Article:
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9. Mattiel, Satis Factory

Mattiel Brown (who records as Mattiel) may still be a relative newcomer with just two albums to her name, but her gruff, throaty vocals suggest a singer/songwriter who’s been through some things and lived to tell the tale. On her second album Satis Factory, Atlanta’s Mattiel has the alluring sophistication of a classic pop crooner and the stomp of an old time rock ‘n’ roller. —Lizzie Manno

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10. Meernaa, Heart Hunger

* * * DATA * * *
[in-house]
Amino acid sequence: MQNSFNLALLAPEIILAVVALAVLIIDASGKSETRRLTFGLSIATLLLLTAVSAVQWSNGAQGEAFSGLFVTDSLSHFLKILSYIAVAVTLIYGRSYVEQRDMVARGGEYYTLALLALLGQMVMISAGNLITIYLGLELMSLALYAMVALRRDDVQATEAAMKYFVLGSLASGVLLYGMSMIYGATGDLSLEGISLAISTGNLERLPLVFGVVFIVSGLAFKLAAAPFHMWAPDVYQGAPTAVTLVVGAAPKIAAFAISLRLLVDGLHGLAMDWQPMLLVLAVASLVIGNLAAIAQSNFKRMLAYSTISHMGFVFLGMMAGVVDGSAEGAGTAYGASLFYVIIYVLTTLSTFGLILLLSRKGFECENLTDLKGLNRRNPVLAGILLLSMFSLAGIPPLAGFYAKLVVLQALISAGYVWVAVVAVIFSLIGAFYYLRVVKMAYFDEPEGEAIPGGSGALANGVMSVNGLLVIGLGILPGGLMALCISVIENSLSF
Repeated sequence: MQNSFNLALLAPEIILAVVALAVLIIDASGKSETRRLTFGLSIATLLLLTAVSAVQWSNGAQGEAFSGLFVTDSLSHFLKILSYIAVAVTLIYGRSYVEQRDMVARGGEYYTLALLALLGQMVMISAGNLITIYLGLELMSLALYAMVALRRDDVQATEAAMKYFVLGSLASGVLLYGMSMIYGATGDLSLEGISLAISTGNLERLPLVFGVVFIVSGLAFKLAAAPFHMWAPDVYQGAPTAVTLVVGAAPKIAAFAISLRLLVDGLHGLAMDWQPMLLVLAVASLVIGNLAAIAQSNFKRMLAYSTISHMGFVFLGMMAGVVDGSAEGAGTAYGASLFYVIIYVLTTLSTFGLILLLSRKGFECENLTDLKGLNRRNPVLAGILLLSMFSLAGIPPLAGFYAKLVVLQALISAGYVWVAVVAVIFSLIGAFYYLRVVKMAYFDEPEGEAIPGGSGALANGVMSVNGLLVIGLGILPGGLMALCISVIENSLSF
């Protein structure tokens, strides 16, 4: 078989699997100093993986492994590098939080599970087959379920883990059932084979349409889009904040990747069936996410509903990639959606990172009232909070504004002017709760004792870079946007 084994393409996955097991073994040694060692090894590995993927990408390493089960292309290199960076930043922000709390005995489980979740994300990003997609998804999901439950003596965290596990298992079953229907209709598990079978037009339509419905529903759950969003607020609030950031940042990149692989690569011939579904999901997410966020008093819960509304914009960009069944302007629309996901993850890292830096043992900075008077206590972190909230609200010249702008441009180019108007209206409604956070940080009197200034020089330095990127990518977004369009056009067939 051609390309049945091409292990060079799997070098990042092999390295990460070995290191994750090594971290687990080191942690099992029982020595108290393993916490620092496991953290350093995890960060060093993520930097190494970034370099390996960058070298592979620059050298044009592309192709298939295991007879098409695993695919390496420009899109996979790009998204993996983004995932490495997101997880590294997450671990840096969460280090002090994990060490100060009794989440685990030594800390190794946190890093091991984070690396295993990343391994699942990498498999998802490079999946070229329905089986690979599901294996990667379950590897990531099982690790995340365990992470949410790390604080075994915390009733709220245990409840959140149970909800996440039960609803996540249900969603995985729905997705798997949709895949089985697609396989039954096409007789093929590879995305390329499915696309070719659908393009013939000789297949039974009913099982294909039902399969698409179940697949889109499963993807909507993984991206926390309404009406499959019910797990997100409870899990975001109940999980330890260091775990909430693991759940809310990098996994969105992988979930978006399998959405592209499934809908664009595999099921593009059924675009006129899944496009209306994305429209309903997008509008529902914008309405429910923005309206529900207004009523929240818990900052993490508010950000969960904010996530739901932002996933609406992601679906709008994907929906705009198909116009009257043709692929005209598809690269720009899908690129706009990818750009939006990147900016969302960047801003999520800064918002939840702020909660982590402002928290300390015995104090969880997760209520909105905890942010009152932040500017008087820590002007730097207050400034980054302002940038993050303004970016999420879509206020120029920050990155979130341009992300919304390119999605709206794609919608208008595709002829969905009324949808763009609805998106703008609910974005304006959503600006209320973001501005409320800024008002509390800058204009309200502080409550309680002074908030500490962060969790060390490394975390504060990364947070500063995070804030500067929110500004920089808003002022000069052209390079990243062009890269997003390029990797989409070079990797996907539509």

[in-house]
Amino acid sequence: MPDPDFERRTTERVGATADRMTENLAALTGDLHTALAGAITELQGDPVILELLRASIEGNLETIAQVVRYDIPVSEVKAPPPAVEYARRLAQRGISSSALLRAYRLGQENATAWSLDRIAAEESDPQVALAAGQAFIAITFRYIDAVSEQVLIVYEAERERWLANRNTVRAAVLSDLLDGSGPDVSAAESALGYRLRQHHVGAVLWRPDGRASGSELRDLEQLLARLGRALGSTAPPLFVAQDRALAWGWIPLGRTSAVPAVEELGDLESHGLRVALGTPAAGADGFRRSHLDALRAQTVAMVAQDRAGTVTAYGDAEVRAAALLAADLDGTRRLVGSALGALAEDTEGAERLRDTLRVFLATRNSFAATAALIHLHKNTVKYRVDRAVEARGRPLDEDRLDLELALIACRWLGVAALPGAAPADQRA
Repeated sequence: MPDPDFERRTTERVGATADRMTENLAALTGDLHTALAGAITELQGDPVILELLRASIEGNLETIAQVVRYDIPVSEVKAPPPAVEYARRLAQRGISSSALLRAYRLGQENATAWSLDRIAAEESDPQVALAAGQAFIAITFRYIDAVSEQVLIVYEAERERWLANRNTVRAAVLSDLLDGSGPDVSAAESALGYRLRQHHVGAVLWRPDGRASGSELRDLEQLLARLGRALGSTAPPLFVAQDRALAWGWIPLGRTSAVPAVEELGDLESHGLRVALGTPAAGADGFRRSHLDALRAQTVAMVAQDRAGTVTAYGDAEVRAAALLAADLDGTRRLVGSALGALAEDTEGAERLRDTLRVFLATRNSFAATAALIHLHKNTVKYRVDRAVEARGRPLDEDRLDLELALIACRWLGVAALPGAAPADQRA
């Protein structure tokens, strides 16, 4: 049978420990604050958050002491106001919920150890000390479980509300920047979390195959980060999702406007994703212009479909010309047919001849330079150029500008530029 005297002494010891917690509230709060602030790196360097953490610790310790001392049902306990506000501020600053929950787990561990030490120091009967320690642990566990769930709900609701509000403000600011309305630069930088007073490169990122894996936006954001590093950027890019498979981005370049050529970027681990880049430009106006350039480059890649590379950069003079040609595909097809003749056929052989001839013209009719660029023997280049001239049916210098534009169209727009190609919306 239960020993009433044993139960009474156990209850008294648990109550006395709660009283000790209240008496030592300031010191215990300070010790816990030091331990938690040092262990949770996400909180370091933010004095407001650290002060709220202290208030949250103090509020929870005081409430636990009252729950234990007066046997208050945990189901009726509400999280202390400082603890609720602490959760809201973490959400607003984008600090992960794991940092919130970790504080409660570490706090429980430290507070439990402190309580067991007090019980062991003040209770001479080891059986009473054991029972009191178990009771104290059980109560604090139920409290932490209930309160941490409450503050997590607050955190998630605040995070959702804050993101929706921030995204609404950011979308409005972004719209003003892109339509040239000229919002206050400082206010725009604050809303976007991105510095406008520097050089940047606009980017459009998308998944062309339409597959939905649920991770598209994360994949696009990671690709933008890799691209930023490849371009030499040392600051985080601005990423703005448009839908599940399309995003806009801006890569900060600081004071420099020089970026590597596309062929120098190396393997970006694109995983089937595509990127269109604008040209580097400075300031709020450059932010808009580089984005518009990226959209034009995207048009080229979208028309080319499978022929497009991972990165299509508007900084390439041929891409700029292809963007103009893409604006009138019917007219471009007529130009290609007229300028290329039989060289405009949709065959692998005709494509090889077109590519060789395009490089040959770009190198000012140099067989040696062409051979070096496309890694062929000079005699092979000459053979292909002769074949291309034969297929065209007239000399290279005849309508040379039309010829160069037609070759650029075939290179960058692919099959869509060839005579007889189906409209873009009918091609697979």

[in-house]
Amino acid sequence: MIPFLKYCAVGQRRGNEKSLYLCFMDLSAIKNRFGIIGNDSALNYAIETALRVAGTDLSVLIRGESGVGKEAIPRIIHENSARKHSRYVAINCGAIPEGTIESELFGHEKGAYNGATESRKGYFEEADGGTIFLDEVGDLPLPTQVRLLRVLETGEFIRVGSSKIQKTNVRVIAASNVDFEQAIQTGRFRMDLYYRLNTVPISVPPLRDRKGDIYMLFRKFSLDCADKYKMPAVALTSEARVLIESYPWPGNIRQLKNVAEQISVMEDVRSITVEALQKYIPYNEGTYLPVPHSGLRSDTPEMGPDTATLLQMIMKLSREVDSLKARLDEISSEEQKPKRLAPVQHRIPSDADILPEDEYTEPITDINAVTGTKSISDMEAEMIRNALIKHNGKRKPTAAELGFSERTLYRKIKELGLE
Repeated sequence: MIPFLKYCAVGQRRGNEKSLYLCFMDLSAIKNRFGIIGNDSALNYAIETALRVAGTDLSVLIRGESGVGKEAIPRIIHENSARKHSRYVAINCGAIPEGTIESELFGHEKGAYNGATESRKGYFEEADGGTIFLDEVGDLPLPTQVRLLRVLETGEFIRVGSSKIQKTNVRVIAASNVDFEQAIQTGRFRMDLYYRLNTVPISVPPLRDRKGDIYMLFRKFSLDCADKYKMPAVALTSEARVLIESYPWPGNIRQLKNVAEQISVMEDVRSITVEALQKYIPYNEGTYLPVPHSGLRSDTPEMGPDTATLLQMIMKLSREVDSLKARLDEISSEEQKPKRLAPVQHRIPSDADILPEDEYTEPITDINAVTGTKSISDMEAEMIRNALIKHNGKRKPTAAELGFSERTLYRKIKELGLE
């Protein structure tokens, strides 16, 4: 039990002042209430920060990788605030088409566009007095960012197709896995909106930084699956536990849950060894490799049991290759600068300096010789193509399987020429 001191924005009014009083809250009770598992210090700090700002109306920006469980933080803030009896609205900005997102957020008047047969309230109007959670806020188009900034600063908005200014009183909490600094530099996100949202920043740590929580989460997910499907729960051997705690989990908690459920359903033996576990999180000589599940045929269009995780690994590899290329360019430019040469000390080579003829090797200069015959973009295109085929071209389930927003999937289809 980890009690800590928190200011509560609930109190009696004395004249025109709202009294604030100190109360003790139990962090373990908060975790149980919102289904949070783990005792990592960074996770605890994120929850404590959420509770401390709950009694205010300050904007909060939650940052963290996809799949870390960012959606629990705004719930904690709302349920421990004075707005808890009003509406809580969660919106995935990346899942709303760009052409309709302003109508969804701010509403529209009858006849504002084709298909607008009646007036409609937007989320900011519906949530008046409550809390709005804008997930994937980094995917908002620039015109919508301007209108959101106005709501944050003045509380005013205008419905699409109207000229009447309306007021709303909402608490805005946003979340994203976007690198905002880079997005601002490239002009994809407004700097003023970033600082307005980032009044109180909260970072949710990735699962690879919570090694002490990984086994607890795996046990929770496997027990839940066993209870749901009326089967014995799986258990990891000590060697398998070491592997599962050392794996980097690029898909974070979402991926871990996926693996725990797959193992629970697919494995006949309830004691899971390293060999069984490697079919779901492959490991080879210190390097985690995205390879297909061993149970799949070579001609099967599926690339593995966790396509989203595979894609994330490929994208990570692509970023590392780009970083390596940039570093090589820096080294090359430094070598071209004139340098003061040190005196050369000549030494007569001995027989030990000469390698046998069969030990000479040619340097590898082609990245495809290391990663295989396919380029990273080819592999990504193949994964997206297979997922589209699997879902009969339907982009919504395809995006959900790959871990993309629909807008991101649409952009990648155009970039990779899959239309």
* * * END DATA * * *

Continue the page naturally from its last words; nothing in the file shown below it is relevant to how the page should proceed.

Oakland-based Meernaa have been creating sway-worthy songs for several years now, but they’re only just releasing their debut album on Native Cat Recordings. The band, made up of vocalist Carly Bond, bassist Doug Stuart, drummer/percussionist Andrew Maguire and Rob Shelton on keys, have attracted tags like dream-pop and R&B, but their sound is much more fluid than that. “Thinking Of You,” carried by Bond’s sturdy soprano, slowly sinks into a subtle groove similar to that of a slinking Toro y Moi track, where some of their earlier singles, like “Good Luck,” might stray towards a slick neo-soul reminiscent of Benjamin Booker. But Bond’s soulful voice can be heard on all of their songs. —Ellen Johnson